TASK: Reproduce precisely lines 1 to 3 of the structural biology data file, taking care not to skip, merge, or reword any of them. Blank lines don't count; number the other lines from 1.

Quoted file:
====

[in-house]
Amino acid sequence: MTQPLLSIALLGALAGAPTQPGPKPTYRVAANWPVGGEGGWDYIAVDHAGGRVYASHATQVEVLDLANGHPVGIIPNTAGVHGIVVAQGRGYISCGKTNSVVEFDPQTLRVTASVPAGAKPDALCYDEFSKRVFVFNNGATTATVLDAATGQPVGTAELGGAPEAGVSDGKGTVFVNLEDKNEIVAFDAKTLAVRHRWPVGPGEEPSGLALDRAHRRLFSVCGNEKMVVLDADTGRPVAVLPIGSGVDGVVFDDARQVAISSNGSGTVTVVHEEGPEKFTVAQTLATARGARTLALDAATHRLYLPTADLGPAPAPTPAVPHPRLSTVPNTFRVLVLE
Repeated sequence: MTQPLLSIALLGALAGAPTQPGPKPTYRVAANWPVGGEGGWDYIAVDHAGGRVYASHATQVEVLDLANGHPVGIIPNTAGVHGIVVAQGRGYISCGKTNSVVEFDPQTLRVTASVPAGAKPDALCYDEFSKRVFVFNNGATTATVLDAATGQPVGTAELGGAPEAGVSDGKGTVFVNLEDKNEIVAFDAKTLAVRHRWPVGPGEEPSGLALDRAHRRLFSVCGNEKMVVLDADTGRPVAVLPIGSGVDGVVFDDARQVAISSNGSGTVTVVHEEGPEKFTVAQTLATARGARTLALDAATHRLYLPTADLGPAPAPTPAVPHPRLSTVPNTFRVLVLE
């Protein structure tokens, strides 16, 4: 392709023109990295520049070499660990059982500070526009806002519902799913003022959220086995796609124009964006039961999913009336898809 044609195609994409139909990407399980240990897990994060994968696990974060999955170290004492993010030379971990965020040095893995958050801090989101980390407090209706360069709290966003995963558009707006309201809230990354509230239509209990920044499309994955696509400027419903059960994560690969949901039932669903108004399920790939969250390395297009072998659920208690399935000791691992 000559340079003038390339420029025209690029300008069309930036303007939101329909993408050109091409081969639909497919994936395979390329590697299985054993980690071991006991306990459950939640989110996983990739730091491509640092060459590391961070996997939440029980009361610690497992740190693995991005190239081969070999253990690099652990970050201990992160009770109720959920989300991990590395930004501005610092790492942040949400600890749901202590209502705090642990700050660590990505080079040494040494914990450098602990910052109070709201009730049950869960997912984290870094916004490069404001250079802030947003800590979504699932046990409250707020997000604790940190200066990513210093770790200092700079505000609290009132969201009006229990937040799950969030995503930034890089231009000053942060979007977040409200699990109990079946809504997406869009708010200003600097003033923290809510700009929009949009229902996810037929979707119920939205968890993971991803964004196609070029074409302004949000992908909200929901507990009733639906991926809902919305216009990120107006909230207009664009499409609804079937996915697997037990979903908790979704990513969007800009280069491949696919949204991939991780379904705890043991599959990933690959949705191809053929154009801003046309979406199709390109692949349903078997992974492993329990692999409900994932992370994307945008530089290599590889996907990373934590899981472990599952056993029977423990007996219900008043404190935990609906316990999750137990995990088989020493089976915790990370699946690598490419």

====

[in-house]
Amino acid sequence: MTQPLLSIALLGALAGAPTQPGPKPTYRVAANWPVGGEGGWDYIAVDHAGGRVYASHATQVEVLDLANGHPVGIIPNTAGVHGIVVAQGRGYISCGKTNSVVEFDPQTLRVTASVPAGAKPDALCYDEFSKRVFVFNNGATTATVLDAATGQPVGTAELGGAPEAGVSDGKGTVFVNLEDKNEIVAFDAKTLAVRHRWPVGPGEEPSGLALDRAHRRLFSVCGNEKMVVLDADTGRPVAVLPIGSGVDGVVFDDARQVAISSNGSGTVTVVHEEGPEKFTVAQTLATARGARTLALDAATHRLYLPTADLGPAPAPTPAVPHPRLSTVPNTFRVLVLE
Repeated sequence: MTQPLLSIALLGALAGAPTQPGPKPTYRVAANWPVGGEGGWDYIAVDHAGGRVYASHATQVEVLDLANGHPVGIIPNTAGVHGIVVAQGRGYISCGKTNSVVEFDPQTLRVTASVPAGAKPDALCYDEFSKRVFVFNNGATTATVLDAATGQPVGTAELGGAPEAGVSDGKGTVFVNLEDKNEIVAFDAKTLAVRHRWPVGPGEEPSGLALDRAHRRLFSVCGNEKMVVLDADTGRPVAVLPIGSGVDGVVFDDARQVAISSNGSGTVTVVHEEGPEKFTVAQTLATARGARTLALDAATHRLYLPTADLGPAPAPTPAVPHPRLSTVPNTFRVLVLE